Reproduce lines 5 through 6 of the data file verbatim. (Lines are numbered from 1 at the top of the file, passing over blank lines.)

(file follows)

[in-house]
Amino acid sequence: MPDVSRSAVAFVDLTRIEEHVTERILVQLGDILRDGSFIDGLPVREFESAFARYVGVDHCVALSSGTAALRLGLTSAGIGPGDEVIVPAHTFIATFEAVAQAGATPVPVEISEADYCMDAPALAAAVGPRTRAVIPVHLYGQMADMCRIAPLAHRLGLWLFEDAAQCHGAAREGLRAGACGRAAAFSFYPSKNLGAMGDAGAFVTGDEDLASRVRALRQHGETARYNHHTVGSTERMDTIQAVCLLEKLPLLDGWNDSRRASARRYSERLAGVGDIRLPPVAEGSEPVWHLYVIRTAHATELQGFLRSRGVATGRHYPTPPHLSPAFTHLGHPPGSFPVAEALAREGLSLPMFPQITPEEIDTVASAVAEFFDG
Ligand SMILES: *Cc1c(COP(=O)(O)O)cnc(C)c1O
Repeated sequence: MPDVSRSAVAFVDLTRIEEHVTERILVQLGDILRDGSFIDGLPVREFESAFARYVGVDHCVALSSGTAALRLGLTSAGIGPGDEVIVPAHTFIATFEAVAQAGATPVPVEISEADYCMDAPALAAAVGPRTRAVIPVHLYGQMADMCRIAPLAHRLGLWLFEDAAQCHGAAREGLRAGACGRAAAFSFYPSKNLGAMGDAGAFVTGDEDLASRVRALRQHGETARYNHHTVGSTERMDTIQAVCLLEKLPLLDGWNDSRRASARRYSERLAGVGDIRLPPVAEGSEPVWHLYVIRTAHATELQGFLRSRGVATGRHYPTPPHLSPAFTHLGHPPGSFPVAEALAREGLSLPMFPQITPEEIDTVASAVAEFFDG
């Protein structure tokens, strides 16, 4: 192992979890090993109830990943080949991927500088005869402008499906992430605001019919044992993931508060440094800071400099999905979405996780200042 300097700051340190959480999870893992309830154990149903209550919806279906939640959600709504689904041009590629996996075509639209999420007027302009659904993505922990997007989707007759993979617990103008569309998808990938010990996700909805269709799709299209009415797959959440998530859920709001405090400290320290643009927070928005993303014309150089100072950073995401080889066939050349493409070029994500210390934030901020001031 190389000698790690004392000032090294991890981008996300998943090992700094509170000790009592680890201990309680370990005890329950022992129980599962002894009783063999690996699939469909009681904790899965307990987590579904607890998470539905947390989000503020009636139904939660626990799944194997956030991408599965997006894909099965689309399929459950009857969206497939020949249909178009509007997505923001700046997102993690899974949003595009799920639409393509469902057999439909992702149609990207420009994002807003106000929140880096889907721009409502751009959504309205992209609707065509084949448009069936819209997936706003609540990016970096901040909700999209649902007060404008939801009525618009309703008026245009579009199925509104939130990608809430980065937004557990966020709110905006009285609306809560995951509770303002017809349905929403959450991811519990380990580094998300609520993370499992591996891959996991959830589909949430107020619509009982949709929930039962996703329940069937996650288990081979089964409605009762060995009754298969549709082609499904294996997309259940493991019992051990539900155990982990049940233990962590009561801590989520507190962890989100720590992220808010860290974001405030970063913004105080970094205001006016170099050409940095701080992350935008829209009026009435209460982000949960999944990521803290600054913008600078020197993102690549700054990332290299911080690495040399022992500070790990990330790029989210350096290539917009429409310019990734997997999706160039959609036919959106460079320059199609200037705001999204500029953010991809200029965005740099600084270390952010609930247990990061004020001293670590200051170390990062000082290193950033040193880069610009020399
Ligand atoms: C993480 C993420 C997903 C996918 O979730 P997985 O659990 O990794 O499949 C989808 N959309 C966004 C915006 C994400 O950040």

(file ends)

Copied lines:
């Protein structure tokens, strides 16, 4: 192992979890090993109830990943080949991927500088005869402008499906992430605001019919044992993931508060440094800071400099999905979405996780200042 300097700051340190959480999870893992309830154990149903209550919806279906939640959600709504689904041009590629996996075509639209999420007027302009659904993505922990997007989707007759993979617990103008569309998808990938010990996700909805269709799709299209009415797959959440998530859920709001405090400290320290643009927070928005993303014309150089100072950073995401080889066939050349493409070029994500210390934030901020001031 190389000698790690004392000032090294991890981008996300998943090992700094509170000790009592680890201990309680370990005890329950022992129980599962002894009783063999690996699939469909009681904790899965307990987590579904607890998470539905947390989000503020009636139904939660626990799944194997956030991408599965997006894909099965689309399929459950009857969206497939020949249909178009509007997505923001700046997102993690899974949003595009799920639409393509469902057999439909992702149609990207420009994002807003106000929140880096889907721009409502751009959504309205992209609707065509084949448009069936819209997936706003609540990016970096901040909700999209649902007060404008939801009525618009309703008026245009579009199925509104939130990608809430980065937004557990966020709110905006009285609306809560995951509770303002017809349905929403959450991811519990380990580094998300609520993370499992591996891959996991959830589909949430107020619509009982949709929930039962996703329940069937996650288990081979089964409605009762060995009754298969549709082609499904294996997309259940493991019992051990539900155990982990049940233990962590009561801590989520507190962890989100720590992220808010860290974001405030970063913004105080970094205001006016170099050409940095701080992350935008829209009026009435209460982000949960999944990521803290600054913008600078020197993102690549700054990332290299911080690495040399022992500070790990990330790029989210350096290539917009429409310019990734997997999706160039959609036919959106460079320059199609200037705001999204500029953010991809200029965005740099600084270390952010609930247990990061004020001293670590200051170390990062000082290193950033040193880069610009020399
Ligand atoms: C993480 C993420 C997903 C996918 O979730 P997985 O659990 O990794 O499949 C989808 N959309 C966004 C915006 C994400 O950040």